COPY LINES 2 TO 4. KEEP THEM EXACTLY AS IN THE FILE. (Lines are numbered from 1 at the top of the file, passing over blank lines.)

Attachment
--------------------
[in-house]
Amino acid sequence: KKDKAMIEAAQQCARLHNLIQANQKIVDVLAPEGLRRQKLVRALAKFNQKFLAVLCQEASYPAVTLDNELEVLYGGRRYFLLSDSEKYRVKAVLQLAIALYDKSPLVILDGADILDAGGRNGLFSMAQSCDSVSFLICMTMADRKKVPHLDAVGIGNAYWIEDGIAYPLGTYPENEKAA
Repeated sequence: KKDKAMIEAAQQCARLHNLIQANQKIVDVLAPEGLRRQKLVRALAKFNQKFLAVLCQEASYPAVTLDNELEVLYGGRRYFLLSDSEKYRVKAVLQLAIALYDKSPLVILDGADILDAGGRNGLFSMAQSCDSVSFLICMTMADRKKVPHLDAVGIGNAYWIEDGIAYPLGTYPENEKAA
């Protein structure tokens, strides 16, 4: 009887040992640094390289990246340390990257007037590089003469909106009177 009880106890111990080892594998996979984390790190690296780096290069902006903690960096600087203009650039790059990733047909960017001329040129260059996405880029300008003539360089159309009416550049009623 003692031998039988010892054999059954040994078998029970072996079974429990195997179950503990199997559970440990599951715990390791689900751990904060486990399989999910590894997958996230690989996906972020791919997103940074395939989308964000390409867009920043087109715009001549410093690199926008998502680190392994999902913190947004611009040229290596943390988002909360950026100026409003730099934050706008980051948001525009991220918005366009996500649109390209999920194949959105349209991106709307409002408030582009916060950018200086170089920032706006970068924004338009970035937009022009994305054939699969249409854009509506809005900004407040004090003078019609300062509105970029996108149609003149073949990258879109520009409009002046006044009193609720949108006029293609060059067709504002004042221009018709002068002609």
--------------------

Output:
Amino acid sequence: KKDKAMIEAAQQCARLHNLIQANQKIVDVLAPEGLRRQKLVRALAKFNQKFLAVLCQEASYPAVTLDNELEVLYGGRRYFLLSDSEKYRVKAVLQLAIALYDKSPLVILDGADILDAGGRNGLFSMAQSCDSVSFLICMTMADRKKVPHLDAVGIGNAYWIEDGIAYPLGTYPENEKAA
Repeated sequence: KKDKAMIEAAQQCARLHNLIQANQKIVDVLAPEGLRRQKLVRALAKFNQKFLAVLCQEASYPAVTLDNELEVLYGGRRYFLLSDSEKYRVKAVLQLAIALYDKSPLVILDGADILDAGGRNGLFSMAQSCDSVSFLICMTMADRKKVPHLDAVGIGNAYWIEDGIAYPLGTYPENEKAA
């Protein structure tokens, strides 16, 4: 009887040992640094390289990246340390990257007037590089003469909106009177 009880106890111990080892594998996979984390790190690296780096290069902006903690960096600087203009650039790059990733047909960017001329040129260059996405880029300008003539360089159309009416550049009623 003692031998039988010892054999059954040994078998029970072996079974429990195997179950503990199997559970440990599951715990390791689900751990904060486990399989999910590894997958996230690989996906972020791919997103940074395939989308964000390409867009920043087109715009001549410093690199926008998502680190392994999902913190947004611009040229290596943390988002909360950026100026409003730099934050706008980051948001525009991220918005366009996500649109390209999920194949959105349209991106709307409002408030582009916060950018200086170089920032706006970068924004338009970035937009022009994305054939699969249409854009509506809005900004407040004090003078019609300062509105970029996108149609003149073949990258879109520009409009002046006044009193609720949108006029293609060059067709504002004042221009018709002068002609």